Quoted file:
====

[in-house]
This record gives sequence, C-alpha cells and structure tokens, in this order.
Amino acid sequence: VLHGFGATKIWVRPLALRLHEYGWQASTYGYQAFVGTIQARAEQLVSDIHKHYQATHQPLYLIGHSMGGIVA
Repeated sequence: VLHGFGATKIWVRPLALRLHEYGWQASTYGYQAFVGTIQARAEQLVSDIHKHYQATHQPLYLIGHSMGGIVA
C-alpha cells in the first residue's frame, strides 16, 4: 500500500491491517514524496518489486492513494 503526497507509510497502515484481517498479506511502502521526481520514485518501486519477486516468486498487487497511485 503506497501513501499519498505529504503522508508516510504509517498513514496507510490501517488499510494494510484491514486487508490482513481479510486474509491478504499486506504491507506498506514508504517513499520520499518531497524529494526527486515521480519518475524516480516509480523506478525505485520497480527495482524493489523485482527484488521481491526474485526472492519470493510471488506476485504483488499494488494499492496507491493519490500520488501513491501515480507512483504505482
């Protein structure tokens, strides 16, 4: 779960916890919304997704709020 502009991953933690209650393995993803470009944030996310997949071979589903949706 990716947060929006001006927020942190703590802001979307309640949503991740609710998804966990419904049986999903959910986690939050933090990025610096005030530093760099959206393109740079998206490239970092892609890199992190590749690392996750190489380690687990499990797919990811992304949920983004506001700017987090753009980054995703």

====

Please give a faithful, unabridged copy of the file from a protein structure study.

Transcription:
[in-house]
This record gives sequence, C-alpha cells and structure tokens, in this order.
Amino acid sequence: VLHGFGATKIWVRPLALRLHEYGWQASTYGYQAFVGTIQARAEQLVSDIHKHYQATHQPLYLIGHSMGGIVA
Repeated sequence: VLHGFGATKIWVRPLALRLHEYGWQASTYGYQAFVGTIQARAEQLVSDIHKHYQATHQPLYLIGHSMGGIVA
C-alpha cells in the first residue's frame, strides 16, 4: 500500500491491517514524496518489486492513494 503526497507509510497502515484481517498479506511502502521526481520514485518501486519477486516468486498487487497511485 503506497501513501499519498505529504503522508508516510504509517498513514496507510490501517488499510494494510484491514486487508490482513481479510486474509491478504499486506504491507506498506514508504517513499520520499518531497524529494526527486515521480519518475524516480516509480523506478525505485520497480527495482524493489523485482527484488521481491526474485526472492519470493510471488506476485504483488499494488494499492496507491493519490500520488501513491501515480507512483504505482
């Protein structure tokens, strides 16, 4: 779960916890919304997704709020 502009991953933690209650393995993803470009944030996310997949071979589903949706 990716947060929006001006927020942190703590802001979307309640949503991740609710998804966990419904049986999903959910986690939050933090990025610096005030530093760099959206393109740079998206490239970092892609890199992190590749690392996750190489380690687990499990797919990811992304949920983004506001700017987090753009980054995703």